El Pomar Foundation’s Colorado Assistance Fund has aided 17 Southwest Colorado organizations since March, disbursing $73,500 to help communities and families affected by the COVID-19 pandemic.
The foundation’s trustees established the $1 million fund March 9, within a week of Colorado’s first confirmed case of COVID-19. Since then, the fund has moved quickly to provide aid to nonprofits and government agencies working to provide basic human needs and to support access to health care for people and communities.
“We are grateful for the nonprofit organizations and their staffs who have selflessly stepped up to support individuals and communities in need during this pandemic,” El Pomar Foundation President and CEO Kyle Hybl said in a news release. “In establishing the Colorado Assistance Fund, El Pomar Foundation’s trustees aimed to deliver funds as quickly as possible to support critical needs.”
Seventeen organizations located in Archuleta, Dolores, La Plata, Montezuma and San Juan counties received grants, with funding focused largely on assistance with rent, food and medical supplies.
Women’s Resource Center was forced to cancel many of its spring fundraising events because of the pandemic. The $5,000 grant awarded to the organization enabled it to continue serving local women in need of emergency assistance.
Executive Director Christy Schaerer said the requests for assistance have increased during the past two months. Most requests were for help with rent, food and utility bills.
The grant has almost been completely disbursed to their clients, and Schaerer suspected it would be exhausted within another week. Women aided by grant funding include a restaurant industry worker in need of help with rent, phone and utility bills, and a mother of two who was homeless and needed assistance with a rent deposit to secure permanent housing.
A virtual Men Who Grill event is being planned to start raising funds for the organization, but Schaerer said the grant was important in allowing them to continue serving clients while they came up with new ways to raise funds amid the pandemic.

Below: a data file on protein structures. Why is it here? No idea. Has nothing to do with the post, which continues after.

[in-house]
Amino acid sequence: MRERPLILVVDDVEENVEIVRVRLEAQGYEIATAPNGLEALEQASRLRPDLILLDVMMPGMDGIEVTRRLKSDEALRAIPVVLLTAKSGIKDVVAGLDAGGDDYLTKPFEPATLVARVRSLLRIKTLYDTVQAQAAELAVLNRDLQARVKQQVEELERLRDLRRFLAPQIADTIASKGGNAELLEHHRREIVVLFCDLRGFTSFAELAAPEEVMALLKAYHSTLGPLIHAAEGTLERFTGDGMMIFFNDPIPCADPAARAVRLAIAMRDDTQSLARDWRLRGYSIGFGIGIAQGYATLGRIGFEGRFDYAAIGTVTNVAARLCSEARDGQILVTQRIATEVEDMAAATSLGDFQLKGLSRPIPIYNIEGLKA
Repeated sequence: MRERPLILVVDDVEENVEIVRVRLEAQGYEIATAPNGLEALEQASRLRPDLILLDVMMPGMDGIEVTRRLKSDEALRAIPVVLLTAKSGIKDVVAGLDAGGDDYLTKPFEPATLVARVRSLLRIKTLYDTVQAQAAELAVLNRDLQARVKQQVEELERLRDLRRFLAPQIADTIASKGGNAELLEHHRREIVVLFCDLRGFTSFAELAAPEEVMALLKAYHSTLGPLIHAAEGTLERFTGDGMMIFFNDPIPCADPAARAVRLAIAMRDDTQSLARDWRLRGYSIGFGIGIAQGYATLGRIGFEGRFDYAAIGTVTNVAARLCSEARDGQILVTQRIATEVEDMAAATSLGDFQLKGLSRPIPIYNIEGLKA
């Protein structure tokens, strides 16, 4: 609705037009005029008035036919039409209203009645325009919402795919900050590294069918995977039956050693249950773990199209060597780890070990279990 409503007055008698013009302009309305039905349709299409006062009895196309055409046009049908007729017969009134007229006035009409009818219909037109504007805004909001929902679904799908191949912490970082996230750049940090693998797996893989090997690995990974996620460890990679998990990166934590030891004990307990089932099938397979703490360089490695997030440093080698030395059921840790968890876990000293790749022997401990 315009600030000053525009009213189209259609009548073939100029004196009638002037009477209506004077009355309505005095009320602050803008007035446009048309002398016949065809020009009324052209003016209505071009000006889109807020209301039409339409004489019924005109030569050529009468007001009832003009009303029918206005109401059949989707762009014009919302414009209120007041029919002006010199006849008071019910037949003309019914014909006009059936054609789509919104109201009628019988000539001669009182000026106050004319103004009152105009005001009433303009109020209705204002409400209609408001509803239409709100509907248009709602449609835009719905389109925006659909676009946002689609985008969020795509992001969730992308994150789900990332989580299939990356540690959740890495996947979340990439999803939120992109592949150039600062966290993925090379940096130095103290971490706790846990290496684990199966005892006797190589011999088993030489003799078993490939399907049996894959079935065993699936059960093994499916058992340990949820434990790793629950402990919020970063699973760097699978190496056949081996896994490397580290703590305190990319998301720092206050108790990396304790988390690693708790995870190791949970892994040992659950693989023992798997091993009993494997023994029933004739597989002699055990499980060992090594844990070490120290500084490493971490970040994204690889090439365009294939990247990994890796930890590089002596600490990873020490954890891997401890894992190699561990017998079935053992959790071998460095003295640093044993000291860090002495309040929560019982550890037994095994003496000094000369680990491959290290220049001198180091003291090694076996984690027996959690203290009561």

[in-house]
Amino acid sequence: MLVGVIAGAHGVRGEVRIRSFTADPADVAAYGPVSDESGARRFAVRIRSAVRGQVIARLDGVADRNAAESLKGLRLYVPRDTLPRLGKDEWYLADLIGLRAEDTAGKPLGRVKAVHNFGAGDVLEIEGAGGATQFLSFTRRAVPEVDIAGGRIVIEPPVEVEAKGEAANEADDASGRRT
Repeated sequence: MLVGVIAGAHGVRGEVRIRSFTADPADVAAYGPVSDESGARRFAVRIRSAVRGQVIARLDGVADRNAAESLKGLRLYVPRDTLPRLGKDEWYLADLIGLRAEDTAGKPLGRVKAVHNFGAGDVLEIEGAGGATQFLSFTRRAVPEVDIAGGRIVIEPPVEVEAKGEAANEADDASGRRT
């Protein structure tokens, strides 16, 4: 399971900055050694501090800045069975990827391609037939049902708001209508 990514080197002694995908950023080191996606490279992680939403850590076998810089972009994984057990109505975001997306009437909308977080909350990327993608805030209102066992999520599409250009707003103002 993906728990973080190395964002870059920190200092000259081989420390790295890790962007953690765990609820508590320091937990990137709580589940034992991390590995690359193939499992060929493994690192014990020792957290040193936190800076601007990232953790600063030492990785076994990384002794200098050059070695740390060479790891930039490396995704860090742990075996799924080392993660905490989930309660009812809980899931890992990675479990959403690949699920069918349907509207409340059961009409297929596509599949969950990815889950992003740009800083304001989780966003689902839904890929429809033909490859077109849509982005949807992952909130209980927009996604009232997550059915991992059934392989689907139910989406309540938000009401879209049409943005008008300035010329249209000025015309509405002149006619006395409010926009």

MakerLab at The Powerhouse made use of the $5,000 grant it was awarded by manufacturing more than 20,000 pieces of personal protective equipment with the help of more than 300 volunteers and community partners.
In March, Executive Director Jeff Susor said the center put out a call for volunteers and it was overwhelmed with support. He said it was one of the few times of genuine crisis where the community could do something to help right away.
The PPE constructed was distributed to local organizations during a time when federal assistance wasn’t available and regular suppliers couldn’t keep up with demand.
Susor said they’re now “98% out of the PPE manufacturing business because the local need is no longer there.”
The MakerLab has sent remaining supplies to New Mexico and Arizona to assist with the outbreak on the Navajo Nation, and to some Denver-area hospitals. With the slowdown of PPE production, the center is now looking toward a gradual reopening and providing a safe space for local children with modified summer camps.
Southwest Rainbow Youth approached Dancing Spirit about acting as a pass-through for the grant after recognizing a need for food and other basic needs. Executive Director Kasey Correia said Southwest Rainbow Youth administrators wrote the grant application and were awarded $2,500. The funds were used to dispense food and other supplies to Southern Ute Indian Tribe members through the Ignacio Mutual Aid Initiative.
Boys & Girls Club of La Plata County was awarded a $3,500 grant to aid in creating virtual youth development programs that can continue to serve local youths while the facility is closed.
“In these uncertain times, it is invaluable to know that El Pomar is there to support our communities and our kids, impacting lives through life-giving investment,” Kathrene Frautschy, director of development at the Boys & Girls Club of La Plata County, said in a news release.
The fund also awarded grants to Archuleta Seniors, Community Foundation Serving Southwest Colorado, Community United Methodist Church, Dr. Mark Fisher Medical Foundation, Fort Lewis College Foundation, Keystone Center, Loaves and Fishes of Archuleta County, Manna, Reaching Out to Community and Kids, Silverton School District, The Good Samaritan Center, The Piñon Project and United Way of Southwest Colorado.
To support local animals around the state, El Pomar trustees dedicated $100,000 from the foundation’s Freda Hambrick Fund to pet food banks and to assist veterinarian clinics that are covering costs of pet food or veterinary services for families who could no longer afford such expenses.
With the full $1 million fund disbursed, El Pomar trustees have approved another $1.1 million for another round of funding. The next round will focus on long-range recovery efforts aimed at helping communities begin to return to a healthful, full-functioning state.
A full list of grant awardees and an application for new funding are available online at www.elpomar.org/grant-making.